Carle’s illustrations are lovely as always, but this repackaging seems unnecessary—more marketing ploy than essential...



From the World of Eric Carle series

Carle’s iconic illustrations are recycled for a new generation of toddlers.

As she did in My First Peek-a-Boo Animals (2017) and My First Busy Book (2015), designer Hannah Frece has chosen images from the Eric Carle backlist to illustrate a simple board book. This time mirrors have been added to images on the right-hand side of each spread. If the book is held just right, the child’s face is reflected within the outline of a cloud, a sun, a tree, a moon, and a star. (Sticky fingers quickly scratch and smudge the mirrors.) A heart-shaped cutout on the cover reveals the first mirror and complements the butterflies on the first-page verso. Rhyming stanzas starting with “I see you in…” are completed by a description of an appropriate action. So a butterfly “flutters so high,” clouds “float across the sky,” a lion “roars,” the sun “shines,” a monkey “swings,” and so on. Some actions, seemingly forced by the need to rhyme, may puzzle young children. Do puppies really play peekaboo? The final double-page spread invites children to repeat each action. After one reading most toddlers will already be fluttering, roaring, and waving along, but the reprise is a reminder that reading with toddlers should be an interactive experience.

Carle’s illustrations are lovely as always, but this repackaging seems unnecessary—more marketing ploy than essential purchase. (Board book. 6 mos.-2)

Pub Date: July 10, 2018

ISBN: 978-1-5344-2454-8

Page Count: 14

Publisher: Little Simon/Simon & Schuster

Review Posted Online: Aug. 27, 2018

Kirkus Reviews Issue: Jan. 1, 2019

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Uncomplicated fun that sets readers up for the earlier, more-complicated books to come.


From the Little Blue Truck series

Little Blue Truck and his pal Toad meet friends old and new on a springtime drive through the country.

This lift-the-flap, interactive entry in the popular Little Blue Truck series lacks the narrative strength and valuable life lessons of the original Little Blue Truck (2008) and its sequel, Little Blue Truck Leads the Way (2009). Both of those books, published for preschoolers rather than toddlers, featured rich storylines, dramatic, kinetic illustrations, and simple but valuable life lessons—the folly of taking oneself too seriously, the importance of friends, and the virtue of taking turns, for example. At about half the length and with half as much text as the aforementioned titles, this volume is a much quicker read. Less a story than a vernal celebration, the book depicts a bucolic drive through farmland and encounters with various animals and their young along the way. Beautifully rendered two-page tableaux teem with butterflies, blossoms, and vibrant pastel, springtime colors. Little Blue greets a sheep standing in the door of a barn: “Yoo-hoo, Sheep! / Beep-beep! / What’s new?” Folding back the durable, card-stock flap reveals the barn’s interior and an adorable set of twin lambs. Encounters with a duck and nine ducklings, a cow with a calf, a pig with 10 (!) piglets, a family of bunnies, and a chicken with a freshly hatched chick provide ample opportunity for counting and vocabulary work.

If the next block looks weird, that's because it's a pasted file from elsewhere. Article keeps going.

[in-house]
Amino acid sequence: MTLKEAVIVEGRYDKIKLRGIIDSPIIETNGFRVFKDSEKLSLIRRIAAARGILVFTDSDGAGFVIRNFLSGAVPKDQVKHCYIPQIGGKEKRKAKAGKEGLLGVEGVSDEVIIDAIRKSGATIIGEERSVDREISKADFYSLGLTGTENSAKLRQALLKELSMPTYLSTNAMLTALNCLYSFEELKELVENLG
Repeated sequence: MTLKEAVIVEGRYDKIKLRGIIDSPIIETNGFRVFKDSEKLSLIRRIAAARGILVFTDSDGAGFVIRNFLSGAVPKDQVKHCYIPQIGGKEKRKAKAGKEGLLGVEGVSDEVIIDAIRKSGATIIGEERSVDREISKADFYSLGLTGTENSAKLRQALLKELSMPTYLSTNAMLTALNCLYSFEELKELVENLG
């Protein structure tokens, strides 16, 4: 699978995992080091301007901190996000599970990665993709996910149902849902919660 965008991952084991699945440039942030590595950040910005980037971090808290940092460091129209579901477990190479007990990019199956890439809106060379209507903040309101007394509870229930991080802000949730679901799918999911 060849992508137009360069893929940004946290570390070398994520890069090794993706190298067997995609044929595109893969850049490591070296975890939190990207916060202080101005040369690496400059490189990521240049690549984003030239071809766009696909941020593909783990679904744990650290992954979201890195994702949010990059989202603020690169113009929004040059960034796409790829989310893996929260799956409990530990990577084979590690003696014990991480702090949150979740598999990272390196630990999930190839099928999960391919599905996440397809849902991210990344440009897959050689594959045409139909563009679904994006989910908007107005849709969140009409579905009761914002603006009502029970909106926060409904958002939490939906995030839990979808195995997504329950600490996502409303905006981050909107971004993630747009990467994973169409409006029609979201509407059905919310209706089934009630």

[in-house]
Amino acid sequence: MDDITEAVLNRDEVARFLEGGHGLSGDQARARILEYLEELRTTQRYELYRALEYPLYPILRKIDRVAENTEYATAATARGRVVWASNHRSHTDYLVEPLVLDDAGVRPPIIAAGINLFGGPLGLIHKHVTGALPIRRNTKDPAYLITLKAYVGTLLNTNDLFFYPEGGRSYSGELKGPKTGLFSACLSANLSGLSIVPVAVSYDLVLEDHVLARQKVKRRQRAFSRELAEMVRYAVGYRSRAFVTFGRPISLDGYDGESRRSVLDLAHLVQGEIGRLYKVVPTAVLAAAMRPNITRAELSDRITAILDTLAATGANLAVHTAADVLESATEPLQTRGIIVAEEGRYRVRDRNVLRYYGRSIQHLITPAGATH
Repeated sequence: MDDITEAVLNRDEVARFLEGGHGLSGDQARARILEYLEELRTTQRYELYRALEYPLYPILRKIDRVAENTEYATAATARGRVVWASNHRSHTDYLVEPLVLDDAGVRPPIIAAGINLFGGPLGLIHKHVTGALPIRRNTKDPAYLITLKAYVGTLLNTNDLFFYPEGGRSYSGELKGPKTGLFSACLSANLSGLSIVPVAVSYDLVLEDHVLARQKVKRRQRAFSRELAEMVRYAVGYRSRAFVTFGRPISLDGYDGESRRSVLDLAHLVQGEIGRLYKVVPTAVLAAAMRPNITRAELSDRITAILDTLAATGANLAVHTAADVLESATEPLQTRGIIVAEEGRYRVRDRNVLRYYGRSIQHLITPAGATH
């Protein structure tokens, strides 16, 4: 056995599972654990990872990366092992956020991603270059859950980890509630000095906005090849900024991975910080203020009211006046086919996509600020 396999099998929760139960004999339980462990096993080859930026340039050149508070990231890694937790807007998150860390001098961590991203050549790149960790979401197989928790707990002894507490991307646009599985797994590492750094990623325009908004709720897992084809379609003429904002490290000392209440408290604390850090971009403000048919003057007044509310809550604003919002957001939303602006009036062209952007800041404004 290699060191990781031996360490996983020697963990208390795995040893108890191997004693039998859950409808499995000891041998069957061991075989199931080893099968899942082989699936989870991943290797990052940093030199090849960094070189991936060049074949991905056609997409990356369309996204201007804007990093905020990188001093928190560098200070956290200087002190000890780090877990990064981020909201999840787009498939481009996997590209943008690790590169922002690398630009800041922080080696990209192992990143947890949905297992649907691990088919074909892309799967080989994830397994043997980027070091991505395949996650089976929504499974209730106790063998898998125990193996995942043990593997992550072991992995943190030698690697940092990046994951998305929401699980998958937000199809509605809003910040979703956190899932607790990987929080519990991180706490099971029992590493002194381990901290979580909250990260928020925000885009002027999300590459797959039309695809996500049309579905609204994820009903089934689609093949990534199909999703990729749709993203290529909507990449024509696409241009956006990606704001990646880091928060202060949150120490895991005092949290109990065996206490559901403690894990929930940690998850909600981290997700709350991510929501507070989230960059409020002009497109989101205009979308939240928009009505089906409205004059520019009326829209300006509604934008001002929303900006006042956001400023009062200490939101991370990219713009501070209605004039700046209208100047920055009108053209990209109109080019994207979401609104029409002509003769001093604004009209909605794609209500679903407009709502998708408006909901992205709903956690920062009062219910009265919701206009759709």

Uncomplicated fun that sets readers up for the earlier, more-complicated books to come. (Board book. 1-4)

Pub Date: Jan. 2, 2018

ISBN: 978-0-544-93809-0

Page Count: 16

Publisher: HMH Books

Review Posted Online: March 4, 2018

Kirkus Reviews Issue: July 1, 2018

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Hee haw.

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The print version of a knee-slapping cumulative ditty.

In the song, Smith meets a donkey on the road. It is three-legged, and so a “wonky donkey” that, on further examination, has but one eye and so is a “winky wonky donkey” with a taste for country music and therefore a “honky-tonky winky wonky donkey,” and so on to a final characterization as a “spunky hanky-panky cranky stinky-dinky lanky honky-tonky winky wonky donkey.” A free musical recording (of this version, anyway—the author’s website hints at an adults-only version of the song) is available from the publisher and elsewhere online. Even though the book has no included soundtrack, the sly, high-spirited, eye patch–sporting donkey that grins, winks, farts, and clumps its way through the song on a prosthetic metal hoof in Cowley’s informal watercolors supplies comical visual flourishes for the silly wordplay. Look for ready guffaws from young audiences, whether read or sung, though those attuned to disability stereotypes may find themselves wincing instead or as well.

Hee haw. (Picture book. 5-7)

Pub Date: May 1, 2010

ISBN: 978-0-545-26124-1

Page Count: 26

Publisher: Scholastic

Review Posted Online: Dec. 29, 2018

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